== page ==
Over the past year Morsi, the first elected Islamist head of state in Arab history, has been the subject of an unprecedented set of experiments. To wit: Could radical jihadists in power adapt and learn to govern pragmatically, especially by linking up Egypt’s impoverished economy to the global system? Could an Islamist head of state renounce jihadist violence in practice instead of theory, in contrast to al-Qaida or its many offshoots, as well as Hamas and Hezbollah? Could Morsi work with the international community rather than consistently defy it, as the Iranian regime had done?
Morsi failed miserably on several of those counts, particularly and perhaps fatally the first. Egypt’s economy remains a disaster, with rising food prices, long gas lines and daily blackouts. To her credit, U.S. Ambassador Anne Patterson warned Morsi of the dangers in a blunt speech in Alexandria this February, when she noted that the government owed billions to oil companies, was running out of foreign reserves, and that Morsi was failing to supply his people with the most basic needs.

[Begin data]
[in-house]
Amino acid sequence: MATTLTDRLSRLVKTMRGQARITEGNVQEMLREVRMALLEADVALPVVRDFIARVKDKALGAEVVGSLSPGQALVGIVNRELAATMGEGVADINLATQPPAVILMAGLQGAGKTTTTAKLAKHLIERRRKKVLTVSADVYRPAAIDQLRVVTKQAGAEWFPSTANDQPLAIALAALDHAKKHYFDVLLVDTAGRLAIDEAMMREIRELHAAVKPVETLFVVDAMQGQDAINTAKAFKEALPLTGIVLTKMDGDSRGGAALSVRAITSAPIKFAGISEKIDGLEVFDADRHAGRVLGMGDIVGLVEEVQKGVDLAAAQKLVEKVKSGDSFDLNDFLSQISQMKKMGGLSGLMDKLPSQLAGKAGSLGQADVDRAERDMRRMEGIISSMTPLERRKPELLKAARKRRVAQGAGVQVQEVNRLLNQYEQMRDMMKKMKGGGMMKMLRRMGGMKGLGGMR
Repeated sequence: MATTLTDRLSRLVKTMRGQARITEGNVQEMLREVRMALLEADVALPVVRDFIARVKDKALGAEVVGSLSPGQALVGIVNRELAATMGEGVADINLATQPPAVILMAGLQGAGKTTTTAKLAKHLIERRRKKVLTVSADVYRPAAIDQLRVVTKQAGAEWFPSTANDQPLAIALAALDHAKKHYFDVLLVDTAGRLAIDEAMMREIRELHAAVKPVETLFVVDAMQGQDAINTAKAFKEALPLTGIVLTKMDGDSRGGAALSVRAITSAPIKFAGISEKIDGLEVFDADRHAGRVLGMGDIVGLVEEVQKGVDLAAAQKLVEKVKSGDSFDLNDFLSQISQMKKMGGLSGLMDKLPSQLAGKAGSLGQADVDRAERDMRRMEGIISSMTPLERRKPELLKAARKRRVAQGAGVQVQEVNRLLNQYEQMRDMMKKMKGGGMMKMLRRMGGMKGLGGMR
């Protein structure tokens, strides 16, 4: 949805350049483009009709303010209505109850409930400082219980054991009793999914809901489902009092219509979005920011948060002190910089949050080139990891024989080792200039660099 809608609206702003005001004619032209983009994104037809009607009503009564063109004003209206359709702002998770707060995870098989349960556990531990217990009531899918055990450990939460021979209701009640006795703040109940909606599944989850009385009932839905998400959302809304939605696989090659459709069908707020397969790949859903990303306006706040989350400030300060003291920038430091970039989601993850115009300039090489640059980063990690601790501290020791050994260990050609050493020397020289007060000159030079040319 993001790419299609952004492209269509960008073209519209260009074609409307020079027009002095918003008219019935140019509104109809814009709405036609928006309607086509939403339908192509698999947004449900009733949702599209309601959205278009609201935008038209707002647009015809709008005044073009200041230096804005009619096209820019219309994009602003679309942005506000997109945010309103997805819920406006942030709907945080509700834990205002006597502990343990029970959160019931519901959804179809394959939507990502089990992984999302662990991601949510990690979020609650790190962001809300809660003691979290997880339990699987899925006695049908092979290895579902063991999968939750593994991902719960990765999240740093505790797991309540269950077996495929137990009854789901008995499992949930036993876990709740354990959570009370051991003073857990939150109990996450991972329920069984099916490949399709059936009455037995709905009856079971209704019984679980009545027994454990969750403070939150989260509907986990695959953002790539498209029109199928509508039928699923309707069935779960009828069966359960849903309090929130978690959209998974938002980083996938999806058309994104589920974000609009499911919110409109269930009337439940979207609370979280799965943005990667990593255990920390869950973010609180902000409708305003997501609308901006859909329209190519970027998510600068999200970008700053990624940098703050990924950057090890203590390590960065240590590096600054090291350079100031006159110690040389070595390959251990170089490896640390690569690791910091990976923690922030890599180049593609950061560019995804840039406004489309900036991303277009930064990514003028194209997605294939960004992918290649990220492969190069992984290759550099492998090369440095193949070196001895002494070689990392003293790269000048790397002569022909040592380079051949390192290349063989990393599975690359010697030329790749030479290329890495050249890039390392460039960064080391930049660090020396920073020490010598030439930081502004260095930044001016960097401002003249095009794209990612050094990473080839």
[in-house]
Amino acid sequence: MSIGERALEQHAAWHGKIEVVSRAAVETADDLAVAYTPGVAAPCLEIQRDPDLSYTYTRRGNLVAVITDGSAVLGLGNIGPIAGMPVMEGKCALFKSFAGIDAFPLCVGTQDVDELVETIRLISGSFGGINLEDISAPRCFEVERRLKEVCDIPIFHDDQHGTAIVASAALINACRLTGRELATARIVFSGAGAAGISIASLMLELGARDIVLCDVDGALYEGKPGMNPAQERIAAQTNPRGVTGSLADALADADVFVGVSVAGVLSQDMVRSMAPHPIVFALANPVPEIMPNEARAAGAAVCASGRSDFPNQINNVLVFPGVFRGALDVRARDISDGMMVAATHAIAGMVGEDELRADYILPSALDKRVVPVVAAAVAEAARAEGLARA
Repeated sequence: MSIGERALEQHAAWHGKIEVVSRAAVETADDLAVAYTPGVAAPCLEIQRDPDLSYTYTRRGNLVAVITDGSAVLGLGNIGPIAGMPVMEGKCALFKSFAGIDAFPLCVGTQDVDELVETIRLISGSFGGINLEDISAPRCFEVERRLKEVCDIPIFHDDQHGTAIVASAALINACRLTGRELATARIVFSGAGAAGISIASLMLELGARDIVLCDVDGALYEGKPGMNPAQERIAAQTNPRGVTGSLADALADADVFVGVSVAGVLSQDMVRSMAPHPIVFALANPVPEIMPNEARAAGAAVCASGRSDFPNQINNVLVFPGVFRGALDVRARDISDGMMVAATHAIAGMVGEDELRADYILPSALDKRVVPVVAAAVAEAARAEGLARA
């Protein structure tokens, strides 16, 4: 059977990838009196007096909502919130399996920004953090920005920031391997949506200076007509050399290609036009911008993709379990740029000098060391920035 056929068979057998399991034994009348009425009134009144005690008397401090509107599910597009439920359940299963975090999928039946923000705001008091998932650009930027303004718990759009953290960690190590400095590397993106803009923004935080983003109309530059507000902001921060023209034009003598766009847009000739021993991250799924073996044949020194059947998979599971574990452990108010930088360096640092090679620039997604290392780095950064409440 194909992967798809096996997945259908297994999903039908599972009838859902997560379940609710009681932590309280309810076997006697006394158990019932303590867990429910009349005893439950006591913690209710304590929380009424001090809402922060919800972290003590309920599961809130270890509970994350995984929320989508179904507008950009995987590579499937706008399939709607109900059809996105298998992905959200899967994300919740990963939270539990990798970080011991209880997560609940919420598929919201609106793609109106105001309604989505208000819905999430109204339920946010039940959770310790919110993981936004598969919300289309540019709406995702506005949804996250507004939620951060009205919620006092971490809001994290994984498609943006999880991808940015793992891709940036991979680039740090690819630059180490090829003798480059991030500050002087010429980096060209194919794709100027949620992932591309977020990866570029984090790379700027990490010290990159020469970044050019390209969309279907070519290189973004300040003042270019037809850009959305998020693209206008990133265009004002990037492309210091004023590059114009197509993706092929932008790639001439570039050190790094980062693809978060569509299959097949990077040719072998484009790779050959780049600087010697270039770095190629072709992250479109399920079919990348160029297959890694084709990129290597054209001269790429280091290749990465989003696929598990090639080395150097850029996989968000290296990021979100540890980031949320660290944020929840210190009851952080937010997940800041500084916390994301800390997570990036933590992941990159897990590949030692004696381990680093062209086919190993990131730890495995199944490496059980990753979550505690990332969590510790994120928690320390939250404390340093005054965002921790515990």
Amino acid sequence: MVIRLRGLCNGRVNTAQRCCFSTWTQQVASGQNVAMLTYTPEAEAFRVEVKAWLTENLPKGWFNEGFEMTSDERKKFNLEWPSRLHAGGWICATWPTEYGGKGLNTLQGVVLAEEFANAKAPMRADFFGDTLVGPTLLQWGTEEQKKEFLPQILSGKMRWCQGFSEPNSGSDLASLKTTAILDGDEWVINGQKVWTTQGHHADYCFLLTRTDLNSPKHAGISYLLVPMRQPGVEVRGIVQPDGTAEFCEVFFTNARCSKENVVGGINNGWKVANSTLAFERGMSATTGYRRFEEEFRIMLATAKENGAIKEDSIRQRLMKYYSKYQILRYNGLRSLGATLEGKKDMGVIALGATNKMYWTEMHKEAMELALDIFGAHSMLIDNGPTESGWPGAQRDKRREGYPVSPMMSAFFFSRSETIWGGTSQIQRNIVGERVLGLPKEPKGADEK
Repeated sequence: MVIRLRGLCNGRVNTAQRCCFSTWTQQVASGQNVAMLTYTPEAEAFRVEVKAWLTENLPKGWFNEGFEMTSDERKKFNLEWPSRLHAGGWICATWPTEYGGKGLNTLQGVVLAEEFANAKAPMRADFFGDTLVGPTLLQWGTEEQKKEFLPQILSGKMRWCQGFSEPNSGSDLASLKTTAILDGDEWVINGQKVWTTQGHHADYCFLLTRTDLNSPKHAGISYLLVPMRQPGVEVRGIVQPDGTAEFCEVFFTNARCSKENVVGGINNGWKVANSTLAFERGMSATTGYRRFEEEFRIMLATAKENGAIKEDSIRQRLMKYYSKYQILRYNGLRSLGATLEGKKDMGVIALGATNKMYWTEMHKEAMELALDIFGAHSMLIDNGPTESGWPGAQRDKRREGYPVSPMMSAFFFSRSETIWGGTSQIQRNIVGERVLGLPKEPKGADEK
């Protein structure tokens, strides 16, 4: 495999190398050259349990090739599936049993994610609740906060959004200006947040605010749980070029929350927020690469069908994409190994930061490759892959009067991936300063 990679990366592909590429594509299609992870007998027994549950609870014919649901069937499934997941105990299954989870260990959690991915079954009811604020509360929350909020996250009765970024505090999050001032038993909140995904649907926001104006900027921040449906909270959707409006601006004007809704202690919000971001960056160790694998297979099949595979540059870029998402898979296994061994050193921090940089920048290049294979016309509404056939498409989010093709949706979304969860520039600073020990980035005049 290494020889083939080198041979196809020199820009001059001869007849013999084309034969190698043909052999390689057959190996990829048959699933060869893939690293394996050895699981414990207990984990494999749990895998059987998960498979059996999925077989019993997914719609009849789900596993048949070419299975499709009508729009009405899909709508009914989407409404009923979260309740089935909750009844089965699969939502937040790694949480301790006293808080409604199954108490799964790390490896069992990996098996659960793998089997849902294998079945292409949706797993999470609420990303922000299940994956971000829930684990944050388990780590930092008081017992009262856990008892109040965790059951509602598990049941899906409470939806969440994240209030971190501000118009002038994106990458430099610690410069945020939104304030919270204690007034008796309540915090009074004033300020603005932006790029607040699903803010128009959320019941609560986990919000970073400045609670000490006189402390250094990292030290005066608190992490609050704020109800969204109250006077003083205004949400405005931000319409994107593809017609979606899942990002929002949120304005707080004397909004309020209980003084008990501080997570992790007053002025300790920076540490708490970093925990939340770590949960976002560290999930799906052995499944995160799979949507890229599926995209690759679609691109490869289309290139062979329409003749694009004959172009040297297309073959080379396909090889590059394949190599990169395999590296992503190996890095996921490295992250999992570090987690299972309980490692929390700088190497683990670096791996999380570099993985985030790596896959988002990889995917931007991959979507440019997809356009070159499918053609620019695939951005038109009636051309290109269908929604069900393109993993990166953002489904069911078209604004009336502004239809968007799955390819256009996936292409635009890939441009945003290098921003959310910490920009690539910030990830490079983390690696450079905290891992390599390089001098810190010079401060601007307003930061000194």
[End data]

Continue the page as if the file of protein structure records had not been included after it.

The future of Egypt’s infant democracy is now utterly unclear, but there is some cause for hope. While the most radical Islamists will no doubt draw the wrong lessons from the turmoil in Egypt—don’t participate in Western-style democratic elections at all—the smarter and more numerous Islamist parties will, like many in the already-fractious Muslim Brotherhood (which has seen many defectors), have no choice but to learn to compromise on their ultimate dreams of a fundamentalist state far more than they have already done.